Nick Vujicic is a 25-year-old evangelist whose message about being content in all circumstances takes on new meaning when people see his physical condition – he was born without limbs.
But rather than blaming God for his unique physical condition, he credits his Creator for allowing him to connect with a wide range of audiences including insecure teenagers, unmotivated corporate executives, and hopeless prisoners.
Through his ministry, Life Without Limbs, Vujicic travels around the world to share his inspiring personal testimony about how he found joy and hope in Jesus Christ despite his difficult and painful circumstances.
"No matter who you are, no matter what you're going through, God knows it," said the Australian-born motivational speaker , according to ABC News, which aired his story Friday on "20/20." "He is with you. He is going to pull you through."
As a young boy, Vujicic was teased by other children because of his absent limbs. He recalled contemplating committing suicide at one point in his life by flipping himself off a kitchen bench and hoping to break his neck.
"I used to think that I needed my circumstance to change before I had any hope," he said. "I wanted to know that there was someone else out there in my position, to know that there is hope, that there is more than just the little box that I see in my life."
He noted that in some Third World countries, his condition would be seen as a curse or shame on the family, and that he would have been killed at his birth. But Vujicic's parents did not see him as such and raised him to look at the bright side of life. His father is pastor of a local church in Brisbane, Australia.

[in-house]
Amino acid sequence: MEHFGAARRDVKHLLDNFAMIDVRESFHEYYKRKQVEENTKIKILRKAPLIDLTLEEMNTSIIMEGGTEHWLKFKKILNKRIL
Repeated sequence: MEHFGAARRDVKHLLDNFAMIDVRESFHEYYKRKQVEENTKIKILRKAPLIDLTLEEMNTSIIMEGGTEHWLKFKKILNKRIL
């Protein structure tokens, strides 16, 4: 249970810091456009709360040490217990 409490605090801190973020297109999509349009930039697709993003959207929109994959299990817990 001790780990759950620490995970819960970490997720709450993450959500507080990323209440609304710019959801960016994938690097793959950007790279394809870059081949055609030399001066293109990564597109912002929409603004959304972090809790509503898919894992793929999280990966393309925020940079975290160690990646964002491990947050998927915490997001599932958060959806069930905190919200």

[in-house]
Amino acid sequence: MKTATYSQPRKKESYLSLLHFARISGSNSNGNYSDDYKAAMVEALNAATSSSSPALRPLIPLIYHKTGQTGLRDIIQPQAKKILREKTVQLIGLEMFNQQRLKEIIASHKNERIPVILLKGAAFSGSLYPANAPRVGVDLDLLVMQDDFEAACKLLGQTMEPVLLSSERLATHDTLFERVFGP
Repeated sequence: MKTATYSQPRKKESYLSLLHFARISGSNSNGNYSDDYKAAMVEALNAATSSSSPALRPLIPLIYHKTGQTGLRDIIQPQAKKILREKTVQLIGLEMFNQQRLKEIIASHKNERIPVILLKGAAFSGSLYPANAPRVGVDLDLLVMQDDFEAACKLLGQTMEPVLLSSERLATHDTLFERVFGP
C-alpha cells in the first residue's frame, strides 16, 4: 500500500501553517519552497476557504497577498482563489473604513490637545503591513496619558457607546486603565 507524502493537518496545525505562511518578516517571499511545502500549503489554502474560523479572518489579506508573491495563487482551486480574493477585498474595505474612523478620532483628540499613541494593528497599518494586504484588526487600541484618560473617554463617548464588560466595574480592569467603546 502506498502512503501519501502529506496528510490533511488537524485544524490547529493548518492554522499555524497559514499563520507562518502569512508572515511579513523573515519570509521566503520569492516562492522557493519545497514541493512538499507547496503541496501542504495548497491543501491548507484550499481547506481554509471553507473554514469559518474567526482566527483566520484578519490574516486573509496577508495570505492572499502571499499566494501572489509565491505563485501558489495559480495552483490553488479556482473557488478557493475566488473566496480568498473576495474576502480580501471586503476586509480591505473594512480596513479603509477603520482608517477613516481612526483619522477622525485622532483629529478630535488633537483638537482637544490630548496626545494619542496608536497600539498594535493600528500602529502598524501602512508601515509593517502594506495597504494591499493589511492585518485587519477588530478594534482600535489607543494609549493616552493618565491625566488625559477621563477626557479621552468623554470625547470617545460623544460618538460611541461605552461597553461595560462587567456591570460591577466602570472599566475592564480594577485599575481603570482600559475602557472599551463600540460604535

After Vujicic's birth, his parents did spend months in grief and confusion as to why their son was born without limbs and only a small foot with two toes on his left side. They wondered if they or the doctors had made a mistake, but no answer was to be found. To this day, doctors still do not know what caused Vujicic's condition.
Vujicic can recall praying for arms and legs before hitting his teens.
"It said in the Bible, 'Ask and you shall receive.' I had faith, and I was actually very angry at God. I didn't understand it," Vujicic said. "And I thought maybe I wasn't good enough. Maybe that's the reason why He's not answering my prayer. I mean, arms and legs are nothing for God, the Creator of the universe. And so, I prayed for my circumstance to change, but it didn't happen."
Vujicic's mother, understanding her son's heart, advised him to focus on his good qualities – his charming personality and friendly gaze.
"Because when people see me talking and speaking, they forget that I have no arms and no legs, and they just treat me like any other person," he explained. "And I remember ... when I was 6 or 7 years old, I looked at myself in the mirror one day. I wanted to pick out something of my physical features that I knew was good. And I looked at my eyes, and I said, 'You know what? No one can change my eyes.'"
At 17, Vujicic began giving inspirational speeches at school and church-sponsored events. He said his message is especially understood by teenagers, who often feel lonely, rejected, confused and broken.
"That's the level that I come in on, and they (teenagers) can see that straight away," the evangelist said. "When I get up onstage, they know that I've been broken."
Speaking from his own personal experience, the preacher urges people to not go by the world's definition of who can have a productive life, a sense of humor, or who can love life.
"We stereotype people in this world. And so ... if the world thinks you're not good enough, it's a lie, you know. Get a second opinion."
Vujicic's non-profit ministry is now based in southern California where he lives. The limbless preacher said he has made 1,600 speaking appearances in 12 nations.
"I would be obviously elated if I had arms and legs right now ... but I know that God's in full control," Vujicic said. "And do I believe that He can give me arms and legs? Yes, sir ... The world doesn't understand how you can have these two parallel thoughts, where you can say, on one hand ... 'yes, I believe in the miracle,' and on the other ... say, 'You know what? I'm fully content. I'm not discouraged if He doesn't give me arms and legs.'
"That's where I am," he added. "That's the freedom and victory I have. I believe in a God who can do all things, but if He chooses not to give me arms and legs, I know it's for the better. And I may not understand it, but all I need to know is that He's going to carry me through – that there is a purpose for it."